2. Google must begin engaging on social media and the blogosphere in general. They are letting the conversation be ran from out there instead of inserting themselves in the middle, quickly rebutting any inaccuracies that are posted and generally setting up listening posts to see what is being said. (This is Google, finding stuff about themselves on the net shouldn't be too hard). Dorothy Ooko is on Twitter and so is Joe Mucheru, as well as the Google Localization manager Gikunda. They should be engaging. [And btw, Google should understand that we have no familiarity nor rapport with their regional, continental or global communications teams]. We will relate better to statements or information coming from the country or regional office not Dubai or London or California. The local teams have familiarity and have interacted with many of the journalists, bloggers, posters and government officials and can take conversations offline to explain the situation off-record.
The Google Africa blog should also be updated with this information. Right now there is no reference to this issue. There is a redeeming quality in saying you are sorry and letting people get the bad news from you not from others. You are telling them," Hey, we are sorry this happened, we are dealing with it." But without that, and with a posting about taking Ghanaian businesses online on the same page, one might be tempted to ask, "Do they know what is about to hit them or Is Mocality in Ghana?"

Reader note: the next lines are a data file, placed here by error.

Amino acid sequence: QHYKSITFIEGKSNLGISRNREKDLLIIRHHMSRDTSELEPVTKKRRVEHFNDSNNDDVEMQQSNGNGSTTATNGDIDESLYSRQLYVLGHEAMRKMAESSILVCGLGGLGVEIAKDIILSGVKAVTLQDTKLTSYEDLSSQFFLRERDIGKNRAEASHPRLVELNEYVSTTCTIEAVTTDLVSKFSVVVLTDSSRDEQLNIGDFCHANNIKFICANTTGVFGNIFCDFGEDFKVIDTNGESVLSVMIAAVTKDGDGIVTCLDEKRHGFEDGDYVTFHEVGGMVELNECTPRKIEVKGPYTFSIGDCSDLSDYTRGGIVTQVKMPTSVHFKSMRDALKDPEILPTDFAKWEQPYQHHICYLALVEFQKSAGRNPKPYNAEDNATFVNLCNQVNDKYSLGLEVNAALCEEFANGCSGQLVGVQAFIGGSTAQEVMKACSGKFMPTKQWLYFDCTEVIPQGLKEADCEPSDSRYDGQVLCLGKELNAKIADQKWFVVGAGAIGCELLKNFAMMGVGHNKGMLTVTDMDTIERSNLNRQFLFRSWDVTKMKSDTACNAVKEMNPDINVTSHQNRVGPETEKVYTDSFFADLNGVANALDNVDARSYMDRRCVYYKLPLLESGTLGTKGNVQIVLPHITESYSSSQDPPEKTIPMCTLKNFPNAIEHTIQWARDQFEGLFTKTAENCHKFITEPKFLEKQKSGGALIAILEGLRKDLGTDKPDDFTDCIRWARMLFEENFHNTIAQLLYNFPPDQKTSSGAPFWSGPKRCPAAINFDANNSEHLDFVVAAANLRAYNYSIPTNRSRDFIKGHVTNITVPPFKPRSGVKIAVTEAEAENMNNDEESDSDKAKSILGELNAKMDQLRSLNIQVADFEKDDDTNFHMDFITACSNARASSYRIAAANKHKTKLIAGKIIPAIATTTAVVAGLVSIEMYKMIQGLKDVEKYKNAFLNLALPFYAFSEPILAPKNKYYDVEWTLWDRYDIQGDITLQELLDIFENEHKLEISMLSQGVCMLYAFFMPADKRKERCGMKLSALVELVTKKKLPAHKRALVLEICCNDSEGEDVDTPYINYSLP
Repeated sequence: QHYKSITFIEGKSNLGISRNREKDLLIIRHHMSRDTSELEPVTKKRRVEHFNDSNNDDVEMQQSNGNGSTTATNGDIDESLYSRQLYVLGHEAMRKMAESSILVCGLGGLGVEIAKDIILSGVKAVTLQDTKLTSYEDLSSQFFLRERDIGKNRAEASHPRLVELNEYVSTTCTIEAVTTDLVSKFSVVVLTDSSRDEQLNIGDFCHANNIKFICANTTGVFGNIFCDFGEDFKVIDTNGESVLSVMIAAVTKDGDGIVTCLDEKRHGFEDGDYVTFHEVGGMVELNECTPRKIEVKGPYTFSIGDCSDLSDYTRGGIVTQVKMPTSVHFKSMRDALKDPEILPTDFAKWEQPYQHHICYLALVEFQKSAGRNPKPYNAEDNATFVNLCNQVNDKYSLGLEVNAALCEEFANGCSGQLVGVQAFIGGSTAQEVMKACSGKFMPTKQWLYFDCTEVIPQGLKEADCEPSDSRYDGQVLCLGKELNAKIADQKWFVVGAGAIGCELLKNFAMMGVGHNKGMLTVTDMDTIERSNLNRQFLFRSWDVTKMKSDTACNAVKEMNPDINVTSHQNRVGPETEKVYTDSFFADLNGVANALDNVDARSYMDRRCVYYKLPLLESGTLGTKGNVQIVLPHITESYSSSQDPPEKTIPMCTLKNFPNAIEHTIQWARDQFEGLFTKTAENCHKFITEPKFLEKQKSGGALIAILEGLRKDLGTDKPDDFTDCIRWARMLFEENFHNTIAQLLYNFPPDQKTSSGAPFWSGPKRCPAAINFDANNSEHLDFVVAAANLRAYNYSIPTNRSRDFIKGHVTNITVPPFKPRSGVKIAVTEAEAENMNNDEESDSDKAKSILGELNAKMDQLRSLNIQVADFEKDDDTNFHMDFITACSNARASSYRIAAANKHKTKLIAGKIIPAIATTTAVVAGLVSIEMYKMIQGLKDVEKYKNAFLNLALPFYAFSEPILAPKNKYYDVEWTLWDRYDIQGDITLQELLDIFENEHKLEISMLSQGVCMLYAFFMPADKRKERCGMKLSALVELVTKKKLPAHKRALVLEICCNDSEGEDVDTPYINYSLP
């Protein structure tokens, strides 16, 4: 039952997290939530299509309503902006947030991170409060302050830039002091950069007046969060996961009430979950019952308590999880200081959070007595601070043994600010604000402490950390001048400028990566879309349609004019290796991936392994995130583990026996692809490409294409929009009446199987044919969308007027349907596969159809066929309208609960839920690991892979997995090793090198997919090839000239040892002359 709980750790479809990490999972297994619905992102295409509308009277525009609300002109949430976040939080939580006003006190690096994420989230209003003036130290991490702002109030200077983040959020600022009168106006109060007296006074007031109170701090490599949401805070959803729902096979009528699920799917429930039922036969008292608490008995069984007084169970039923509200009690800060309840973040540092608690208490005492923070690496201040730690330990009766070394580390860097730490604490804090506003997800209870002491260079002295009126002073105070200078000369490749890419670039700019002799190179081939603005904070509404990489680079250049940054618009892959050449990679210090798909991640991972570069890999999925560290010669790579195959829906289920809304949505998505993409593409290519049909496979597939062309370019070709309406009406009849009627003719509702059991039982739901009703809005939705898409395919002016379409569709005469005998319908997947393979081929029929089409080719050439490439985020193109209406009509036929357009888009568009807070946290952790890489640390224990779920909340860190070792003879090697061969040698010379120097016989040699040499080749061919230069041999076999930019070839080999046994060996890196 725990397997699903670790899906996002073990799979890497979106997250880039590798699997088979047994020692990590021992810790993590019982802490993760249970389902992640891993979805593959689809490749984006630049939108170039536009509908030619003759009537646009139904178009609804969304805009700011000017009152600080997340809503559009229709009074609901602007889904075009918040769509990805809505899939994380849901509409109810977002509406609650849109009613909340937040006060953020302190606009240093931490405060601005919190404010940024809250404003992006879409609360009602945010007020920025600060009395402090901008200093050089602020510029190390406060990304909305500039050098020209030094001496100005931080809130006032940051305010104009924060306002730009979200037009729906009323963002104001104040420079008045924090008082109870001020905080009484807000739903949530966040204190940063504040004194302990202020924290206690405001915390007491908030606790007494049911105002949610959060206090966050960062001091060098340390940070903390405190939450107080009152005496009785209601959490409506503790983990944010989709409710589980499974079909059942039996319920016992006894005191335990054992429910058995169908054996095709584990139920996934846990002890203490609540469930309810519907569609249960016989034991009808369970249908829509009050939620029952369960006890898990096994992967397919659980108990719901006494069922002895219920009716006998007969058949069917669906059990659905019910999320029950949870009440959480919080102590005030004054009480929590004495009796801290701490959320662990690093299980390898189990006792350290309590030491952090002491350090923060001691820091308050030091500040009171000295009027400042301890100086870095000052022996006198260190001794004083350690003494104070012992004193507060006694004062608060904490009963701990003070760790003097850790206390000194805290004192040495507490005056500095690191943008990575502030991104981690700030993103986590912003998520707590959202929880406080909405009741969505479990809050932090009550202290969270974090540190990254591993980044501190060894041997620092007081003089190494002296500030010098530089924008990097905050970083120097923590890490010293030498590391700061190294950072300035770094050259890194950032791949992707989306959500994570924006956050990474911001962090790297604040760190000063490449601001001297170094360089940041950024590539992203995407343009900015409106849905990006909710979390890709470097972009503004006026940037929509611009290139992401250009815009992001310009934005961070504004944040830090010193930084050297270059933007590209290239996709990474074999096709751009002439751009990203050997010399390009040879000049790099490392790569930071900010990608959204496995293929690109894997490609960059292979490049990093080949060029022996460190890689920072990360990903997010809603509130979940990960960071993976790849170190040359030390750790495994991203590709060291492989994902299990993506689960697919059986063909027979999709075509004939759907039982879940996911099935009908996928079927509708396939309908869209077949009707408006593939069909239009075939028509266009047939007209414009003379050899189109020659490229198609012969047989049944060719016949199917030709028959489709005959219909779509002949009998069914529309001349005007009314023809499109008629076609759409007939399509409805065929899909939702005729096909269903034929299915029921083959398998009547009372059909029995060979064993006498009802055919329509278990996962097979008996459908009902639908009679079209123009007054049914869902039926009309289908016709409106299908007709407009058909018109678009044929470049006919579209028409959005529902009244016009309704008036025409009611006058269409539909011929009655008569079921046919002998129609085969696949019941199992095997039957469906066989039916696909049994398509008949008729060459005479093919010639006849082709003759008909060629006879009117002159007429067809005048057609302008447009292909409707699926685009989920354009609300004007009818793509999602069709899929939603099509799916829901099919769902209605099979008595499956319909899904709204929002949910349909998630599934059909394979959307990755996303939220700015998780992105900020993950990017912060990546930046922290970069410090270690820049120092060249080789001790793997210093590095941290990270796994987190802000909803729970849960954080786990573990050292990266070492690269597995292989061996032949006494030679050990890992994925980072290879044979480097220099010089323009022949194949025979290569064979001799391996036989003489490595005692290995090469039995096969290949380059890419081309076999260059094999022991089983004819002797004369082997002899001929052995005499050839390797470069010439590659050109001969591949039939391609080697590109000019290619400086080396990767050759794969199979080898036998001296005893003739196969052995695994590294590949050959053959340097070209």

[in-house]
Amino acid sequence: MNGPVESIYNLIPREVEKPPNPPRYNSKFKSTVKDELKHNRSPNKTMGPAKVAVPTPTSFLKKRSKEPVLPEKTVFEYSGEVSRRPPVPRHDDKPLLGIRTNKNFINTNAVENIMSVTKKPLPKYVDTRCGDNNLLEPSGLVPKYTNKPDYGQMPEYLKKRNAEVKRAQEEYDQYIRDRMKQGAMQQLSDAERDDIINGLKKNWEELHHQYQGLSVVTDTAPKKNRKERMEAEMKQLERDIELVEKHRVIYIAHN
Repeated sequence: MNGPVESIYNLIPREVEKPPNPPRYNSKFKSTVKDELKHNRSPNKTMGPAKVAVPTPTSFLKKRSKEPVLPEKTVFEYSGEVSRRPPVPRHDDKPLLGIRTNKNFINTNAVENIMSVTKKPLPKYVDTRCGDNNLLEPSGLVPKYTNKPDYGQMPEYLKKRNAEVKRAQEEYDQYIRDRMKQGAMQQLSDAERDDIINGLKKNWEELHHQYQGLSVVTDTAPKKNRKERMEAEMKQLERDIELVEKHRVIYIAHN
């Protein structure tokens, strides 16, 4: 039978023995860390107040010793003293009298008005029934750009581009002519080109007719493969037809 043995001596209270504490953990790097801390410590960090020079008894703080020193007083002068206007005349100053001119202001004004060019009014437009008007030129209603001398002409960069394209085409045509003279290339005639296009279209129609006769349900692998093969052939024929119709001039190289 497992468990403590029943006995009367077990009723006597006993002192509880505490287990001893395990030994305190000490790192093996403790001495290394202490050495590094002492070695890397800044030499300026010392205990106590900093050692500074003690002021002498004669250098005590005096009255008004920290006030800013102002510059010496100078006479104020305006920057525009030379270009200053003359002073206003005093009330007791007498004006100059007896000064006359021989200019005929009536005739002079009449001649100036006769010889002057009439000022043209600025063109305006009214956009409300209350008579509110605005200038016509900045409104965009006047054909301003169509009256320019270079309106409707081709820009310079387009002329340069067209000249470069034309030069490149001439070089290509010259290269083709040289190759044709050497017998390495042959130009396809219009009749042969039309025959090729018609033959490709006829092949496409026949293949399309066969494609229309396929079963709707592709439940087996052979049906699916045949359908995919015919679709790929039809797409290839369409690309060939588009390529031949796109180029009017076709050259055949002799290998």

3. Internally, I expect Google to explain the situation thoroughly to its staff so that there is no confusion and since staff are locals who interact with the rest of us, it would be prudent to establish a semblance of a common line. Not a gag order but to set the record straight. I'm sure a social media policy exists
3. At some point, I would expect that Google would be pay a courtesy visit to the Ministry of Information and Communication, CCK, KICT Board as well as their partners at Safaricom to explain to them what happened, how they addressed it and to assure them that utmost care will be taken that nothing similar will take place.
Google has been working with a lot of government agencies to get their data online and some of them have expressed opposition. Give them no reason to fortify their position.
4. Going forward, I would expect that they will probably hold a sit down with tech journalists and bloggers say for a half day and go through all the issues that might be raised. The idea is that when you answer all the questions that have been asked, you effectively put an end to the story. Secondly, so many issues may be covered that one dominant angle appearing is almost impossible.
The company should establish a social media strategy here and in the region because clearly they have none.
If need be, they can ask Nairobitech to design them one.